In his letter to the church at Ephesus, Chapter two, verses fourteen and fifteen, Paul says:
"For he is our peace, who hath made both one, and hath broken down the middle wall of partition between us, having abolished in his flesh the enmity, even the law of commandments contained in ordinances, for to make in himself of twain one new man, so making peace."
In our war-conscious world, peace means primarily the cessation of hostilities between two opposing parties, and certainly this is an important aspect of peace. However, the Hebrew concept of peace embraces much more than a mere termination of warfare. Shalom, or peace, was and is, the salutation commonly used by Hebrew-speaking people, and this rich Hebrew word expresses much more than merely the negative idea of the absence of warfare.
The noun shalom is derived from the verb shalam, which has the following meanings:
1. To be in good health.
2. To be in harmony.
3. To be prosperous.
4. To make intact or whole.
5. To pay a debt.
6. To be preserved, kept uninjured.
7. To come to an agreement.
That the Greek word for peace, eirene, was used in each of these senses can be proved by many New Testament passages. The first of these meanings, to be in good health, is the obvious meaning of the word eirene in such passages as Mark 5:34:
"And he said unto her. Daughter, thy faith hath made thee whole (lit. healed thee); go in peace, and be whole (healed) of thy plague."
The second meaning of shalam, to be in harmony, seems to be the prevailing idea of eirene in such passages as Luke 2:14:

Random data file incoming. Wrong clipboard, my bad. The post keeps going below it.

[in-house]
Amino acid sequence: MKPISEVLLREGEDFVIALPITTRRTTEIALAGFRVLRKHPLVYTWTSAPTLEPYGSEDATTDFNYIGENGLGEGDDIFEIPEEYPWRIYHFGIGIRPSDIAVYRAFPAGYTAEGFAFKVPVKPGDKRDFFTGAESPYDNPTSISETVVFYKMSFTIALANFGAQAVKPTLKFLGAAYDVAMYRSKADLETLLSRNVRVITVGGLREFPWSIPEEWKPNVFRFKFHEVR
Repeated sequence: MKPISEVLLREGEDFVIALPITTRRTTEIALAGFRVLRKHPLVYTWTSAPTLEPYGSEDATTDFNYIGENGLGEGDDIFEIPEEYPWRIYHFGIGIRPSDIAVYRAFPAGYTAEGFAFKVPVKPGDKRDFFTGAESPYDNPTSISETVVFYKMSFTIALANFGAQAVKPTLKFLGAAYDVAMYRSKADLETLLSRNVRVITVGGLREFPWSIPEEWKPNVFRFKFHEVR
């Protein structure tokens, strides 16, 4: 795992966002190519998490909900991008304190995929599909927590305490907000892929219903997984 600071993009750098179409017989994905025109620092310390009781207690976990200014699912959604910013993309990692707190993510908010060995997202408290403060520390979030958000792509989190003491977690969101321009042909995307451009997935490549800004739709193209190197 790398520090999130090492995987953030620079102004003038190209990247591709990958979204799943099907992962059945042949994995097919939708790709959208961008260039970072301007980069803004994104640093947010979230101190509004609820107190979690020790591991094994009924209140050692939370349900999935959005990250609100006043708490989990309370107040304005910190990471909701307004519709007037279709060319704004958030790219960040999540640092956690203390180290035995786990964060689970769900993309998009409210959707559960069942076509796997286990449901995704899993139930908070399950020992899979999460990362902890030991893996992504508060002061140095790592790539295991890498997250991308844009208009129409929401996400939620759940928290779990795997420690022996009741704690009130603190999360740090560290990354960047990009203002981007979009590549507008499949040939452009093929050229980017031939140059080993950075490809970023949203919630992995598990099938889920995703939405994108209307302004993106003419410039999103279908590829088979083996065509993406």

"Glory to God in the highest, and on earth peace, good will toward men (or among men of good will)."
See also Luke 19:38.
Luke 19:42 illustrates the third meaning of shalam, to be prosperous. The passage reads:
"Saying, If thou hadst known, even thou, at least in this thy day, the things which belong unto thy peace."
Peace (eirene) is obviously used here in the sense of prosperity, welfare, or best interests. Many other passages exhibit this same meaning of peace.
The fourth meaning of shalam is to make intact or whole. This is the meaning comprehended by eirene in the passage cited at the beginning of this article. The death of Christ has broken down the middle wall of partition between Jew and Gentile, so that both compose a new and complete body when they believe on Christ Jesus. The figure of the middle wall of partition is taken from a feature of the temple, in which a wall separated the court of the Gentiles from the court of Israel. On this wall were fastened bronze plaques which read: "It is forbidden for strangers to enter within the balustrade into the holy precincts. Whoever is apprehended therein will be responsible for his death, which will follow." Christ has broken down the spiritual counterpart of this middle wall of partition, and has made of both one new man.
Shalam also signifies to pay a debt, and while this meaning of the word is not too extensively seen in eirene, there seems to be at least a suggestion of it in passages such as Romans 5:1:
"Therefore, being justified by faith, we have peace with God."
The subject under discussion in the context is the sacrificial death of Christ, by which we are saved. This death paid the debt which we owed to God's justice, namely, our own death, for the law says:
"The soul that sinneth, it shall die." Ezekiel 18:4.
To be preserved, kept uninjured, is another meaning of shalam, and this is surely the meaning of eirene in Luke 11:21:
"When a strong man keepeth his palace, his goods are in peace."
Preservation and safety, not the absence of warfare, is the central thought here.
The seventh meaning of shalam is to come to an agreement. This meaning seems to be the principal idea of eirene in Luke 14:31-32, which reads:
"Or what king, going to make war against another king sitteth not down first, and consulteth whether he be able with ten thousand to meet him that cometh against him with twenty thousand? Or else, while the other is yet a great way off, he sendeth an ambassage and desireth conditions of peace."